In light of the recent Lori Drew verdict and 19-year-old Abraham Biggs's tragic suicide, it might be helpful to read the story about how the Internet was responsible for a suicide not happening. In a commentary on National Public Radio, Ayelet Waldman, who, as Mr. Biggs did, suffers from bipolar disorder, explains how her Internet community saved her – after writing a blog post while "in the throes of the worst depression of my life." She suggests that we all can "take a certain comfort in the way that very technology [implicated in the Biggs tragedy] has given us new opportunities to reach out, to connect. Both of these are true."
NetFamilyNews – by Anne Collier
- Students called heroes in this 6th-grade class
- In the face of school violence, what do we default to?
- Popularity: The other kind of vulnerability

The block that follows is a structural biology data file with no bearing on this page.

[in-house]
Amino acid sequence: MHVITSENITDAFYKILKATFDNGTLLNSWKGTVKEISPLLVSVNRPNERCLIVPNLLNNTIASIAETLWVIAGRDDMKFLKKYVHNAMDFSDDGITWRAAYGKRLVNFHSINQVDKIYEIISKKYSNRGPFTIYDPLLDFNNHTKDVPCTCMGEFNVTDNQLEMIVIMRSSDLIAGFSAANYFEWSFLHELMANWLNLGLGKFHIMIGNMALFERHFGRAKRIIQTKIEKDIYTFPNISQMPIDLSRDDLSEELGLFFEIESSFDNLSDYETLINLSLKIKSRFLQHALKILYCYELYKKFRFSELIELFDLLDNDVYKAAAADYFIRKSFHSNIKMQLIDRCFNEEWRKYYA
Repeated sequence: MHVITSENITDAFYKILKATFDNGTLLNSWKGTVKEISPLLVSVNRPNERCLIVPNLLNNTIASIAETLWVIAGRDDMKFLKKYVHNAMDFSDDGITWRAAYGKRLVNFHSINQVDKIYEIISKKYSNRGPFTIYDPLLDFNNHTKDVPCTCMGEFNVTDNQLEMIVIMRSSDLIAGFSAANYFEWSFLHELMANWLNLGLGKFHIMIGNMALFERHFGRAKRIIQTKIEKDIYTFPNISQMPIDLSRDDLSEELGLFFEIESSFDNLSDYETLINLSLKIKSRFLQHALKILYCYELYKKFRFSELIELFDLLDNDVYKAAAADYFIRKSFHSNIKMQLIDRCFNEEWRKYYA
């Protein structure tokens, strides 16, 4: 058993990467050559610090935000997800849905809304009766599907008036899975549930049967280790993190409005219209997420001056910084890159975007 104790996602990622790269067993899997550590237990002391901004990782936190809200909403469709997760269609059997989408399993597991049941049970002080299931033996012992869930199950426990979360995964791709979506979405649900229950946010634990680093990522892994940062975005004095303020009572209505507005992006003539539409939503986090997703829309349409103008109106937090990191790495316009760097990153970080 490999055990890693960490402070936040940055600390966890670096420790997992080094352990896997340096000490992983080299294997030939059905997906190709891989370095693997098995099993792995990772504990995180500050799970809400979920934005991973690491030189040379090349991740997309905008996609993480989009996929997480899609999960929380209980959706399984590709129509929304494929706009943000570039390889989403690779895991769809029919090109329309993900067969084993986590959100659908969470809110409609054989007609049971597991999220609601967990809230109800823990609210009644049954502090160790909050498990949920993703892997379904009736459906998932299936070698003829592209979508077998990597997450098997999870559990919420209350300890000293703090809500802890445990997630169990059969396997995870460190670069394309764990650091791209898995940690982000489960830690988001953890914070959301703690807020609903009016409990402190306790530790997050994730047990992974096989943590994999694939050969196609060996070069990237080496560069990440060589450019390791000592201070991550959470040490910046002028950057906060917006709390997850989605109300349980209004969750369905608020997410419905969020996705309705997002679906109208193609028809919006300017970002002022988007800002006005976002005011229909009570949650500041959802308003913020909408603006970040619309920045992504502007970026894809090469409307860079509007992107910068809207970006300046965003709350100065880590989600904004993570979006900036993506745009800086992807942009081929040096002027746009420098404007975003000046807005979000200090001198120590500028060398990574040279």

- FB & Oculus VR: The potential of a virtual-reality platform
- What’s (importantly) different about Snapchat
- We ‘like’ faces in social media: Study
- Yik Yak update: How the app came to geo-fence off US schools
- Smart safety: YouTube’s ‘neighborhood watch program’
Analysis & News – by Larry Magid
- Identity theft a problem from cradle to grave — Kids most vulnerable
- How to protect your family from Heartbleed security flaw (slideshow)
- Beware of Heartbleed inspired phishing scams
- Are sites you use vulnerable to Heartbleed security flaw?
- Microsoft ends support of Windows XP: Machines highly vulnerable to security risks
- The evolution of online safety: Lessons learned over 20 years
- Safety through mindfulness: Watch ‘The Science of Character’
- Adults spend 11 hour a day using electronic media